See food as art at Canstruction
Give “food as art” new meaning beyond those food-porn Instagrams at this 23rd annual cans-for-a-cause competition, pitting 31 architecture teams against each other to create larger-than-life Pop-Art–installations using more than 120,000 cans of nonperishable food, all in the name of ending hunger (every can is donated to City Harvest). You’ll also be able to cast a ballot for the “People’s Choice” winner online. Admission is completely free, but you can do your part by bringing the suggested donation of one canned good per person.
Brookfield Place Winter Garden, 230 Vesey St, 10am, free, through Nov 16
Check out a pop art One World Trade at Enoc Perez, “One World Trade Center”
One World Trade Center gets star treatment in Enoc Perez’s recent paintings: Perez created his compositions by laying oil stick drawings face down onto silver-leafed canvas to imprint the gritty pigment, and seen from below, the building repeats and stutters like a misregistered reproduction. The effect recalls Andy Warhol’s Double Elvis, and like that icon of celebrity, Perez seems to want to make our newest landmark into an object of veneration. But Perez is also conjuring memory and history: One World Trade Center’s echoing image often evokes the Twin Towers. In Perez’s hands, the august presence of the subject comes off as jittery and moody—a vision of the shiny present haunted by the past.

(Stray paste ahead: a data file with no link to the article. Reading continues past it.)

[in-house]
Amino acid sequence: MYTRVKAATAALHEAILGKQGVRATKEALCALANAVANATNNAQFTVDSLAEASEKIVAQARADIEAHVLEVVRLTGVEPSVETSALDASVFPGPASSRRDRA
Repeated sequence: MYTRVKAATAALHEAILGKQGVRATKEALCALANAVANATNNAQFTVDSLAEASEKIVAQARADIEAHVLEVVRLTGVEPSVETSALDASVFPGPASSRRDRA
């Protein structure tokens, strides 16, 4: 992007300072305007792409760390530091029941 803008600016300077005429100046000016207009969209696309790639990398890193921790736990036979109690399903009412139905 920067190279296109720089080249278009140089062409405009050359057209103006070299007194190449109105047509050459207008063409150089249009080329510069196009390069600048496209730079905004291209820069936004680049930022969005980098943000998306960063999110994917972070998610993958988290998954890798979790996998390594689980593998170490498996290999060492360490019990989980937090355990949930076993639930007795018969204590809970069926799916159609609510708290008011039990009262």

Peter Blum Gallery, 20 W 57th St, 10am, through Nov 14
Hear gorgeous music at Curtis 20/21 Ensemble: Pierrot Lunaire
Arnold Schoenberg broke the world open in 1912 with his song cycle Pierrot Lunaire, introducing his notion of serial music and setting the stage for a century of breaking rules of harmony and structure. It's a transfixing piece that ought to be heard performed live—something accomplished for free when students from the Curtis Institute take to the Miller Theatre stage for this early concert.
Miller Theatre (at Columbia University), 2960 Broadway, 6pm